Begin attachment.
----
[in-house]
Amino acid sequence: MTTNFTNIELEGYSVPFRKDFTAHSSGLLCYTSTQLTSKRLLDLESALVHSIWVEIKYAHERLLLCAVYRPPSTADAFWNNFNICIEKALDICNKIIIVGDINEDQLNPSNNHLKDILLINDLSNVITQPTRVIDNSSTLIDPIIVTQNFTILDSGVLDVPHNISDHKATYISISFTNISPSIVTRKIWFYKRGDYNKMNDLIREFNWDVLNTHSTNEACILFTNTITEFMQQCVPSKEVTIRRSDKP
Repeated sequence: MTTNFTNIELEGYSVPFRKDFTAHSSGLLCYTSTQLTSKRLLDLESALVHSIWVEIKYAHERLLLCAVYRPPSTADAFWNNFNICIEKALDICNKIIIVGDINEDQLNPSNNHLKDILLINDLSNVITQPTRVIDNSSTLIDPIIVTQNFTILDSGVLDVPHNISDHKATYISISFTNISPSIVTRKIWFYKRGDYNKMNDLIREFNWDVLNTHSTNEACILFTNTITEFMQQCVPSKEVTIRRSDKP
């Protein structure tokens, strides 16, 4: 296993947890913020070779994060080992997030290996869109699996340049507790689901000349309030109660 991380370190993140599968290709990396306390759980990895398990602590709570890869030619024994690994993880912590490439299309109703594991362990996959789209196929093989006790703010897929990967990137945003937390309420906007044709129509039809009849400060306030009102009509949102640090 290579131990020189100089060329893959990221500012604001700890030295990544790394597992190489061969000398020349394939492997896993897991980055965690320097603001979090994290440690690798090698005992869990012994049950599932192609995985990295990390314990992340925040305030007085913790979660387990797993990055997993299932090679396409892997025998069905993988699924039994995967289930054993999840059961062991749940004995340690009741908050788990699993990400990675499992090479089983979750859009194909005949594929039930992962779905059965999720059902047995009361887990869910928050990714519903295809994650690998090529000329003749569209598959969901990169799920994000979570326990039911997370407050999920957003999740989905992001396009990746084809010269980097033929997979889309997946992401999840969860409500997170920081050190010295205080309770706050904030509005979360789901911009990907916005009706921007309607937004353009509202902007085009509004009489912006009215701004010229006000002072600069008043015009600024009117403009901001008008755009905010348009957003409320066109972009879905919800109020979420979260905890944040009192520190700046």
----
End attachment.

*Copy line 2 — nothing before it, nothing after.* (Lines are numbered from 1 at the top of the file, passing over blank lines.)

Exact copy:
Amino acid sequence: MTTNFTNIELEGYSVPFRKDFTAHSSGLLCYTSTQLTSKRLLDLESALVHSIWVEIKYAHERLLLCAVYRPPSTADAFWNNFNICIEKALDICNKIIIVGDINEDQLNPSNNHLKDILLINDLSNVITQPTRVIDNSSTLIDPIIVTQNFTILDSGVLDVPHNISDHKATYISISFTNISPSIVTRKIWFYKRGDYNKMNDLIREFNWDVLNTHSTNEACILFTNTITEFMQQCVPSKEVTIRRSDKP